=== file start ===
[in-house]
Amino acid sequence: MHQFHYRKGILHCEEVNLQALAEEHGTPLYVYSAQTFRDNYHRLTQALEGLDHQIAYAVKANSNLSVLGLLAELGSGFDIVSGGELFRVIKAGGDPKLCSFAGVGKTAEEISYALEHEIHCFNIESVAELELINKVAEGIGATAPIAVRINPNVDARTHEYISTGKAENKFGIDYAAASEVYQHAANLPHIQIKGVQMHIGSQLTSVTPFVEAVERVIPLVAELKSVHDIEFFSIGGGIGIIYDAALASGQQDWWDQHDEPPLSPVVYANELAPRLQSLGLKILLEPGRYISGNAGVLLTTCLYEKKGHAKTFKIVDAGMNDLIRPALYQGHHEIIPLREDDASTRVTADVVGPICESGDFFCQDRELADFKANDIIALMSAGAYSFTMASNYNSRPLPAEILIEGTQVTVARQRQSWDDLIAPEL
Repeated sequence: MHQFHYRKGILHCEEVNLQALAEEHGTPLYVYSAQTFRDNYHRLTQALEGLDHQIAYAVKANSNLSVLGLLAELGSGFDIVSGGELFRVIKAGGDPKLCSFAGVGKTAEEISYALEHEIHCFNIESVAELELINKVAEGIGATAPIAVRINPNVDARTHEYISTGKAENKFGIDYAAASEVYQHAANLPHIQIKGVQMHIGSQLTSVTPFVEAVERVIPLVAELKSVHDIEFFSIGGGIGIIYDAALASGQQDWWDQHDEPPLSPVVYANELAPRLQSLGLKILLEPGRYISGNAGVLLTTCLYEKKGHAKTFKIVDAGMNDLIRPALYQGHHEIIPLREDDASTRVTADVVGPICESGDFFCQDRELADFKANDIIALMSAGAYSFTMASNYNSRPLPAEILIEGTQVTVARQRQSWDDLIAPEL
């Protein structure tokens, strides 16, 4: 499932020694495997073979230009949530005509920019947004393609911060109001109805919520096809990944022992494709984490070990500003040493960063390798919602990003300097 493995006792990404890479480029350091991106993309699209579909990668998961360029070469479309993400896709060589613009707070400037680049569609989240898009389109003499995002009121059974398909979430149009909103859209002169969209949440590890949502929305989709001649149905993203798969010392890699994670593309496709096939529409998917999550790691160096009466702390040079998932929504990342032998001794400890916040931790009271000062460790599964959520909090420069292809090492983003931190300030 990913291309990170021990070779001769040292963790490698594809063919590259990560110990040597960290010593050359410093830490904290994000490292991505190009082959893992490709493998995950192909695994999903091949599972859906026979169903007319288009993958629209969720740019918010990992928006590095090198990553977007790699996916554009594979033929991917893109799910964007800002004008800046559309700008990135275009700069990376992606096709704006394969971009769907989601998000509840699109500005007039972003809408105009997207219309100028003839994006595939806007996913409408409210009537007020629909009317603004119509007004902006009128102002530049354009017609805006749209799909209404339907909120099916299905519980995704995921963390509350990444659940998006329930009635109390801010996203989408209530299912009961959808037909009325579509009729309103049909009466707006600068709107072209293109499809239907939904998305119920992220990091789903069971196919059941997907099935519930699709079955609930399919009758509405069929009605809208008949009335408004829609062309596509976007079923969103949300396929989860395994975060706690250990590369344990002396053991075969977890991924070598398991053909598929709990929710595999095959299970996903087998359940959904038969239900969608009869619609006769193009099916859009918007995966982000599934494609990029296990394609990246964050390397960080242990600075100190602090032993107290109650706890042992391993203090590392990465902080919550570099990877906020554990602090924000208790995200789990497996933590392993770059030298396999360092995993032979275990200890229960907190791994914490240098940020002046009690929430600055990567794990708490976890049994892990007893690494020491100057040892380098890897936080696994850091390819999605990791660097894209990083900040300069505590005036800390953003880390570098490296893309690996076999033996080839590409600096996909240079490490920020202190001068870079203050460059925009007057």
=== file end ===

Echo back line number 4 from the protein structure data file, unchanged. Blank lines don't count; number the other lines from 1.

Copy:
């Protein structure tokens, strides 16, 4: 499932020694495997073979230009949530005509920019947004393609911060109001109805919520096809990944022992494709984490070990500003040493960063390798919602990003300097 493995006792990404890479480029350091991106993309699209579909990668998961360029070469479309993400896709060589613009707070400037680049569609989240898009389109003499995002009121059974398909979430149009909103859209002169969209949440590890949502929305989709001649149905993203798969010392890699994670593309496709096939529409998917999550790691160096009466702390040079998932929504990342032998001794400890916040931790009271000062460790599964959520909090420069292809090492983003931190300030 990913291309990170021990070779001769040292963790490698594809063919590259990560110990040597960290010593050359410093830490904290994000490292991505190009082959893992490709493998995950192909695994999903091949599972859906026979169903007319288009993958629209969720740019918010990992928006590095090198990553977007790699996916554009594979033929991917893109799910964007800002004008800046559309700008990135275009700069990376992606096709704006394969971009769907989601998000509840699109500005007039972003809408105009997207219309100028003839994006595939806007996913409408409210009537007020629909009317603004119509007004902006009128102002530049354009017609805006749209799909209404339907909120099916299905519980995704995921963390509350990444659940998006329930009635109390801010996203989408209530299912009961959808037909009325579509009729309103049909009466707006600068709107072209293109499809239907939904998305119920992220990091789903069971196919059941997907099935519930699709079955609930399919009758509405069929009605809208008949009335408004829609062309596509976007079923969103949300396929989860395994975060706690250990590369344990002396053991075969977890991924070598398991053909598929709990929710595999095959299970996903087998359940959904038969239900969608009869619609006769193009099916859009918007995966982000599934494609990029296990394609990246964050390397960080242990600075100190602090032993107290109650706890042992391993203090590392990465902080919550570099990877906020554990602090924000208790995200789990497996933590392993770059030298396999360092995993032979275990200890229960907190791994914490240098940020002046009690929430600055990567794990708490976890049994892990007893690494020491100057040892380098890897936080696994850091390819999605990791660097894209990083900040300069505590005036800390953003880390570098490296893309690996076999033996080839590409600096996909240079490490920020202190001068870079203050460059925009007057």